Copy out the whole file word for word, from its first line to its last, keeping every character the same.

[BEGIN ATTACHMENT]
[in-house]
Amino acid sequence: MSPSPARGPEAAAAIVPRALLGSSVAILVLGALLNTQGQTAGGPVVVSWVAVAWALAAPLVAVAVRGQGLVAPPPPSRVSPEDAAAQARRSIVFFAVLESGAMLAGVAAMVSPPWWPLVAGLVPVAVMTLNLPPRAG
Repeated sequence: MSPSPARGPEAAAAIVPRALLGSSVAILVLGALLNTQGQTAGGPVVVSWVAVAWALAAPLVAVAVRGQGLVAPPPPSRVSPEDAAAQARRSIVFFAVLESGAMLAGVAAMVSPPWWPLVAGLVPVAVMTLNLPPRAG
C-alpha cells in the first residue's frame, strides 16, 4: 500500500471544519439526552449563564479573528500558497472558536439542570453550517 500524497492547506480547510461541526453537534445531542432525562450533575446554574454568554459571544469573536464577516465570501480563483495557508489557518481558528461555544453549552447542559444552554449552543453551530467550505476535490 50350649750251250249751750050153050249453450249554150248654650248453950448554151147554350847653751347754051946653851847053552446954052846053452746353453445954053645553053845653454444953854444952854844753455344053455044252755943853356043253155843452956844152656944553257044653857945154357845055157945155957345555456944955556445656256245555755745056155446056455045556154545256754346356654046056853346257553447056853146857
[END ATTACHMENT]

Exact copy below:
[in-house]
Amino acid sequence: MSPSPARGPEAAAAIVPRALLGSSVAILVLGALLNTQGQTAGGPVVVSWVAVAWALAAPLVAVAVRGQGLVAPPPPSRVSPEDAAAQARRSIVFFAVLESGAMLAGVAAMVSPPWWPLVAGLVPVAVMTLNLPPRAG
Repeated sequence: MSPSPARGPEAAAAIVPRALLGSSVAILVLGALLNTQGQTAGGPVVVSWVAVAWALAAPLVAVAVRGQGLVAPPPPSRVSPEDAAAQARRSIVFFAVLESGAMLAGVAAMVSPPWWPLVAGLVPVAVMTLNLPPRAG
C-alpha cells in the first residue's frame, strides 16, 4: 500500500471544519439526552449563564479573528500558497472558536439542570453550517 500524497492547506480547510461541526453537534445531542432525562450533575446554574454568554459571544469573536464577516465570501480563483495557508489557518481558528461555544453549552447542559444552554449552543453551530467550505476535490 50350649750251250249751750050153050249453450249554150248654650248453950448554151147554350847653751347754051946653851847053552446954052846053452746353453445954053645553053845653454444953854444952854844753455344053455044252755943853356043253155843452956844152656944553257044653857945154357845055157945155957345555456944955556445656256245555755745056155446056455045556154545256754346356654046056853346257553447056853146857